CITES Trading

CITES, which stands for the Convention on International Trade in Endangered Species of Wild Fauna and Flora, is a global agreement among governments to regulate or ban international trade in species under threat. 

CITES has listed agarwood species of Aquilaria malaccencis in Appendix II in 1995. At that point the other Aquilaria species are not listed probably because still considered SAFE. However, beginning in 2004 all the species under the genus Aquilaria and Gyrinops also listed under Appendix II of CITES.

Appendix II, are species that are not necessarily threatened with extinction, but may become so unless trade in specimens of such species is subject to strict regulation in order to avoid utilization incompatible with the survival of the species in the wild. In practice, many hundreds of thousands of Appendix II animals are traded annually. No import permit is necessary for these species under CITES, although some Parties do require import permits as part of their stricter domestic measures. Examples of species listed on Appendix II are the Great White Shark, the American black bear, Hartmann’s mountain zebra, African grey parrot, green iguana, queen conch, Mertens’ Water Monitor, bigleaf mahogany and Lignum Vitae “ironwood”.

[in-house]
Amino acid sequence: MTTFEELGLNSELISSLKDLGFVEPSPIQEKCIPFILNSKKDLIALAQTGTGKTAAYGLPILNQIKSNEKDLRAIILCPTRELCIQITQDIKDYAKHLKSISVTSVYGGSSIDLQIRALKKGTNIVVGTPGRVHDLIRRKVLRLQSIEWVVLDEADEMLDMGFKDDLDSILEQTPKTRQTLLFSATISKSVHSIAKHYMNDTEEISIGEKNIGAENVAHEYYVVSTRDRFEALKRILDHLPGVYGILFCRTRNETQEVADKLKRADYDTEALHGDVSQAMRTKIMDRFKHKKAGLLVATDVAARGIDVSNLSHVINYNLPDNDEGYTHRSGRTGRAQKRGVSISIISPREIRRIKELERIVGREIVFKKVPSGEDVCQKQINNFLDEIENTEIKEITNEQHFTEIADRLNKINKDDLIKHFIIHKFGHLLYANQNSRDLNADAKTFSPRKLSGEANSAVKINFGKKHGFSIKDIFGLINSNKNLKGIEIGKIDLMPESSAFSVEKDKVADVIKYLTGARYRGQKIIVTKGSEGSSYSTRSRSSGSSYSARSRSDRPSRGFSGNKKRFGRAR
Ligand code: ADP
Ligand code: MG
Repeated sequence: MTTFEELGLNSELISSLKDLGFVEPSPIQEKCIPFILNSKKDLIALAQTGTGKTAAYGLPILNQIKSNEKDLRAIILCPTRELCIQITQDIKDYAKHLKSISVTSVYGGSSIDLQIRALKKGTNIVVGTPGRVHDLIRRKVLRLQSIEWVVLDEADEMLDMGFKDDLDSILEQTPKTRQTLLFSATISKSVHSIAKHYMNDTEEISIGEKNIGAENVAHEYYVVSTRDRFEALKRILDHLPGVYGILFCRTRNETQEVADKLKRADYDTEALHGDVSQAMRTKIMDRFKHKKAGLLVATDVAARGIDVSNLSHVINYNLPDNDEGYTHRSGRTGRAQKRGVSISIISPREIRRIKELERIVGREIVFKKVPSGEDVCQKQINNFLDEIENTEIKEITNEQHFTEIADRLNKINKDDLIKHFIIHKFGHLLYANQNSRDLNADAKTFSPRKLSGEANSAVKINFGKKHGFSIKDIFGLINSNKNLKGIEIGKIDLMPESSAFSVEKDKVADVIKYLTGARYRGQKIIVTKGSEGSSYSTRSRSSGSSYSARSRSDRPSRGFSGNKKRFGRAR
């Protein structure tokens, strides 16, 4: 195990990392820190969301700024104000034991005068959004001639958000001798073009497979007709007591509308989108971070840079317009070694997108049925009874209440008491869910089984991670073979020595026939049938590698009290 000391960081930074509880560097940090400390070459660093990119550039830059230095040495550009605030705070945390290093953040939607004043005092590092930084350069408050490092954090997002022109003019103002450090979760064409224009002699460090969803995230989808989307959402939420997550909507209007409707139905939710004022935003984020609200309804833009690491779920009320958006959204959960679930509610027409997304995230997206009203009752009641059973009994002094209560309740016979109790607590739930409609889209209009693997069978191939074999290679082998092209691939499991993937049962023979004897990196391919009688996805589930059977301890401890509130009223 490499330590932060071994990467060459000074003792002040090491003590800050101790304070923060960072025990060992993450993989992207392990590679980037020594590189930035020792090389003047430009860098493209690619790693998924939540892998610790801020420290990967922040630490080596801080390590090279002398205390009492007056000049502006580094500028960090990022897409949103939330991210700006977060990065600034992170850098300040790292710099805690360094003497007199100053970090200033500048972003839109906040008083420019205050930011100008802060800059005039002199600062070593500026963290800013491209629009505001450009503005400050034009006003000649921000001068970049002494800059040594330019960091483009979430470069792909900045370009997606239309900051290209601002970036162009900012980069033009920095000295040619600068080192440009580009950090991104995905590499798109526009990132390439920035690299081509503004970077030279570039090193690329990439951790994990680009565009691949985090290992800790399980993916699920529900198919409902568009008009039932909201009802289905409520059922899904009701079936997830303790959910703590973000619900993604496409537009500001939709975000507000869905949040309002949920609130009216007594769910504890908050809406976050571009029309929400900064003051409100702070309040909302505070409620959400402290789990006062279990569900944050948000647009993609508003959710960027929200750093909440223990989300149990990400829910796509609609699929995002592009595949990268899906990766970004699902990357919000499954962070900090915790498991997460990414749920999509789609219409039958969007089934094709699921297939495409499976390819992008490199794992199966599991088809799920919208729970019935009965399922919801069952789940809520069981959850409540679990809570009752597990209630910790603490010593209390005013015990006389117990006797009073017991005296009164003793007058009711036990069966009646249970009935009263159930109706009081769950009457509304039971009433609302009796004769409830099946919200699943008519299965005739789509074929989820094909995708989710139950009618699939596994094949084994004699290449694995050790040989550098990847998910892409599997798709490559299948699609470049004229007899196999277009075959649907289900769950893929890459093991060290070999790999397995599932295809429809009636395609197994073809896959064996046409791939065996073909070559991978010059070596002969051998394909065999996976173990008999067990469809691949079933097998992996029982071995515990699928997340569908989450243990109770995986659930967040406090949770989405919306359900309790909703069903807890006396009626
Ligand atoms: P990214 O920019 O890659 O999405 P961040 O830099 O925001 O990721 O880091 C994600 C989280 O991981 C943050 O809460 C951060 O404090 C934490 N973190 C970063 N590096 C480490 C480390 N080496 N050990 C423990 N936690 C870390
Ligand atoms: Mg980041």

In the mid-20th century, governments were beginning to recognize that trade in some wild animals and plants had a devastating impact on those species. These species were being driven toward extinction through unsustainable use for food, fuel, medicine, and other purposes.

And while individual governments could control what happened within their borders, they did not have a way to address the impacts of international trade in these species. In 1973, 21 countries addressed this issue by signing the CITES agreement.